Molecular architecture of the DNA-damage modified nucleosomal fibre
When we used arrays covering four telomeres to compare the spreading of γH2AX with that of the DDR factors 53BP1 and MDC1, we found that the spreading distances were very similar. This strongly suggests that these factors are in close proximity on nucleosomal fibres flanking DSBs. Whereas the γH2AX C-terminus was shown to interact with the tandem-BRCT domain of MDC1 with high affinity, it is at present not clear what precisely controls the association of 53BP1 with damaged chromatin. Whereas retention of 53BP1 in DNA-damage foci requires γH2AX and MDC1 (Celeste et al, 2002; Ward et al, 2003; Bekker-Jensen et al, 2005), it is clear that methylated lysine residues in histone proteins play a major role in 53BP1 recruitment to DNA-damage sites (Huyen et al, 2004; Botuyan et al, 2006). Whether the link between γH2AX/MDC1 and 53BP1 in chromatin flanking DSBs is direct or indirect is, therefore, yet to be established.
Cell line specific telomere shortening correlates with signalling of uncapped telomeres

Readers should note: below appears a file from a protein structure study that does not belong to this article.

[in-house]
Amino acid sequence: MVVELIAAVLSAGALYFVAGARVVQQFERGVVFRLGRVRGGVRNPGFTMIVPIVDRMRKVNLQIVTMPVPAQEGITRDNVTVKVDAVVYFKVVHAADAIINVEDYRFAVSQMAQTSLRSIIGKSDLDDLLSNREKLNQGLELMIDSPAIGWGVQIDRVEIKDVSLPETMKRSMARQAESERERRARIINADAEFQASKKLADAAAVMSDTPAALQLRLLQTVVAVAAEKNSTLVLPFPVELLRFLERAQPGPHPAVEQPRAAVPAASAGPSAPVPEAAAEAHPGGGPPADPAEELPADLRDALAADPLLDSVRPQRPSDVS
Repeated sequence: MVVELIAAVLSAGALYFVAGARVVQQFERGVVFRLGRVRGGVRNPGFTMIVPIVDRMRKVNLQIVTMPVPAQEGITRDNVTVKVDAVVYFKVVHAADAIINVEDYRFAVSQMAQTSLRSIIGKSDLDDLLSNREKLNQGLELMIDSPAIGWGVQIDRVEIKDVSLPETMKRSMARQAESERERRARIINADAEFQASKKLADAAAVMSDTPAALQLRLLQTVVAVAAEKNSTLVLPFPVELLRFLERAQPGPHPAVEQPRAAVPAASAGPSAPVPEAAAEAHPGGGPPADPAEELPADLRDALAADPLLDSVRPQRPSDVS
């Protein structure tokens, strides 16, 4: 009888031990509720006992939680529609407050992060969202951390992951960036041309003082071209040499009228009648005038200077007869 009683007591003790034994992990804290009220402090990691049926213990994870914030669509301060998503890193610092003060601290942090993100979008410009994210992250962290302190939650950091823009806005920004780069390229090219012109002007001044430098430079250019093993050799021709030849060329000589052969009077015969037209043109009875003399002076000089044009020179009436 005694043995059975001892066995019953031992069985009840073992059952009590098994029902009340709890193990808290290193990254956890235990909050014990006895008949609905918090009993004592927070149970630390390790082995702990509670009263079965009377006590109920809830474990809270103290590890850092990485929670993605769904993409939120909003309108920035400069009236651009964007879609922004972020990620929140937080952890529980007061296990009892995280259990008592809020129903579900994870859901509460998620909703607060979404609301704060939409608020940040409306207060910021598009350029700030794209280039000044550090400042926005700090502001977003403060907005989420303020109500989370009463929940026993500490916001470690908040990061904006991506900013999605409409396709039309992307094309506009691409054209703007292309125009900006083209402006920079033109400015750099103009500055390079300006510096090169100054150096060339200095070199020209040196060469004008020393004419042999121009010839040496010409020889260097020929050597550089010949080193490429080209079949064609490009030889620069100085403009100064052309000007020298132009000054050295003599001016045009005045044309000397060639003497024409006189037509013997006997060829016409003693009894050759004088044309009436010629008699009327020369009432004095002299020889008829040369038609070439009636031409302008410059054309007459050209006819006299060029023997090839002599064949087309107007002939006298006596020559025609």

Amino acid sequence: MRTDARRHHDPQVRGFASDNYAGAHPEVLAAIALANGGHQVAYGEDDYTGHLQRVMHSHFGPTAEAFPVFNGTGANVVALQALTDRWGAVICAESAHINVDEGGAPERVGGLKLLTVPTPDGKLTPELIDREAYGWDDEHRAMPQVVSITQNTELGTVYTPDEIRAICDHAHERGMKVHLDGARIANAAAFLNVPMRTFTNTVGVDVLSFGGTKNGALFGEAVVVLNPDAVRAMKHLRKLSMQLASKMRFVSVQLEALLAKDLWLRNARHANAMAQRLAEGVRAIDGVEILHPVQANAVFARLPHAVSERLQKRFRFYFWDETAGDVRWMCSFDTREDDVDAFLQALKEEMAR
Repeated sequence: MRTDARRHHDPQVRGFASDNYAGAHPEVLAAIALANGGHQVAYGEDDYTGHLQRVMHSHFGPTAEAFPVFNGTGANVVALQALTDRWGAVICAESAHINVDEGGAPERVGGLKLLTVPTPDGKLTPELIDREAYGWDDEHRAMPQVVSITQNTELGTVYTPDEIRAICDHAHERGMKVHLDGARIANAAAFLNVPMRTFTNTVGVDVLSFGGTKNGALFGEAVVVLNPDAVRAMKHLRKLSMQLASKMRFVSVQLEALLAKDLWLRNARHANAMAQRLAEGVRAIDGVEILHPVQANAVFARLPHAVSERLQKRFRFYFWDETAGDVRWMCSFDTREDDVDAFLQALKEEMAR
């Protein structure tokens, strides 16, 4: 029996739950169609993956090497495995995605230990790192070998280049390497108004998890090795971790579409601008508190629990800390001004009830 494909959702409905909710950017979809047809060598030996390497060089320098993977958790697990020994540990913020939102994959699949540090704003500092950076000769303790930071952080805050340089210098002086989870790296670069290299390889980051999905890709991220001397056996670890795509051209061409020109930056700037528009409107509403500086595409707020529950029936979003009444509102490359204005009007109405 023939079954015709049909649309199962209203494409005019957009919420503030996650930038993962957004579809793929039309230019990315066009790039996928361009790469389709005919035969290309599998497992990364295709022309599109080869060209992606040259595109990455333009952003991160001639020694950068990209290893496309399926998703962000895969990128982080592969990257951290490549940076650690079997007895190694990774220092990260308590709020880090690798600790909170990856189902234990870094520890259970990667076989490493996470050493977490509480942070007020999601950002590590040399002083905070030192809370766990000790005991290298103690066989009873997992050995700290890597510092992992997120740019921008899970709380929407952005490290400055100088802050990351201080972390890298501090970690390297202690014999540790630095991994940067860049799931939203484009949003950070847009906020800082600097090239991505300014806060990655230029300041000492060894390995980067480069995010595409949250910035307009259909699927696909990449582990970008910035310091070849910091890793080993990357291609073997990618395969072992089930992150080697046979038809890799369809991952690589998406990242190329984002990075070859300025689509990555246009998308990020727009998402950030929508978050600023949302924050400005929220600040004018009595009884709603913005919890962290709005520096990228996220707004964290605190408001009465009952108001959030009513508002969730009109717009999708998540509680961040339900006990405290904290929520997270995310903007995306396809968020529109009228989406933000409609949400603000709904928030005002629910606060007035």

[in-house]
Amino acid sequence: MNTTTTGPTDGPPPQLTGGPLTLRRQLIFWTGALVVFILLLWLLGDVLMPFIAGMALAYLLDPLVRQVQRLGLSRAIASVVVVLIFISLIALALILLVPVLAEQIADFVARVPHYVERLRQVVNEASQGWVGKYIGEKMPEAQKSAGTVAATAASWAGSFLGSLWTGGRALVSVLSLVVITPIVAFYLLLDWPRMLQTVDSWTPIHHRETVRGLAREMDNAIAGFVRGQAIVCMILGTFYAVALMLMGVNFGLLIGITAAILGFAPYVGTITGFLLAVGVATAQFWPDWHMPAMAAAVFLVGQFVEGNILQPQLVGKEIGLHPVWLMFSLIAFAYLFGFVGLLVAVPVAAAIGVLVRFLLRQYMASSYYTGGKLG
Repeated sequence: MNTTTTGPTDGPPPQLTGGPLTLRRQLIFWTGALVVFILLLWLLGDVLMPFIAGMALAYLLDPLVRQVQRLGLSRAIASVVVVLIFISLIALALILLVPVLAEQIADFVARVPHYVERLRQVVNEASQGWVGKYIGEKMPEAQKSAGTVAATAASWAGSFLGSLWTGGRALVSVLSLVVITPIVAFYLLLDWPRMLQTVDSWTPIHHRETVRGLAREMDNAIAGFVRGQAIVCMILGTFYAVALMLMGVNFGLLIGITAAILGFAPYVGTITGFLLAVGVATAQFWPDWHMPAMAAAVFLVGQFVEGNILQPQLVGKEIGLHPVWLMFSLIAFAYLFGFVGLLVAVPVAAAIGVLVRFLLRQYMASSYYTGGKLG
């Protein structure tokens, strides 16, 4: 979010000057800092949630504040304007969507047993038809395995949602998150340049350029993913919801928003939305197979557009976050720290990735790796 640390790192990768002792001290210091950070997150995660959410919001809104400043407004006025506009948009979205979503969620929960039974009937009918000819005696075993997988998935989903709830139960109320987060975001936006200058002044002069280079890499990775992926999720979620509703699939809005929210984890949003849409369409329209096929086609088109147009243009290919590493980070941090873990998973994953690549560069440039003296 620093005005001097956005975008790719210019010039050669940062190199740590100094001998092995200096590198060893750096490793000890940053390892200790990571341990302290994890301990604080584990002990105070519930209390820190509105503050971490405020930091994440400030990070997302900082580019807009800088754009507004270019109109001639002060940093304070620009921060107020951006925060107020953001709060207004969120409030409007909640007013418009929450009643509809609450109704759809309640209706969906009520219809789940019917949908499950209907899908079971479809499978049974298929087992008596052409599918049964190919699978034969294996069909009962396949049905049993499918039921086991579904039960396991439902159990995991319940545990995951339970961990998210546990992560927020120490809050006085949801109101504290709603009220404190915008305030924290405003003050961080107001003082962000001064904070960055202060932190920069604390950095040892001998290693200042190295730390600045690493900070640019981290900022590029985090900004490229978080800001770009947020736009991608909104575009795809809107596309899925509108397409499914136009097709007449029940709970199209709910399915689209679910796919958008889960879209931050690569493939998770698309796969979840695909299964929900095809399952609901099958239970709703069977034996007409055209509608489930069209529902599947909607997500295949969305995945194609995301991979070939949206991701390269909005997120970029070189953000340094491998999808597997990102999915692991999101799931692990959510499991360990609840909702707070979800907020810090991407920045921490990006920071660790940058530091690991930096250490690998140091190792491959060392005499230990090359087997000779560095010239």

By comparing the telomeres enriched for γH2AX and 53BP1 in BJ and MRC5 fibroblasts, we observed not only a difference in the subset of uncapped telomeres that signals in the two cell lines, but also observed a correlation of these subsets with individual telomere lengths. Therefore, these findings provide support for a model in which only the shortest telomeres become uncapped in fibroblasts undergoing replicative senescence, and also link telomere attrition to the DDR at the level of individual chromosomes. Our data stand in agreement with a study that analysed selected telomeres in BJ fibroblasts (Zou et al, 2004). Notably, this study reported telomere 6p to be short in pre-senescent BJ cells, providing support for our finding that this telomere strongly triggers DDR signalling in proliferating BJ cell populations. The observation that the telomere lengths and the subset of signalling telomeres were different in BJ and MRC5 cells was not surprising as variations of telomere length between individuals and between maternal and paternal telomeres have been reported previously (Londono-Vallejo et al, 2001; Graakjaer et al, 2003). It is also possible that the observed differences might be caused by endogenous cellular stress, which affects the speed of telomere attrition (Lorenz et al, 2001; Von Zglinicki, 2003).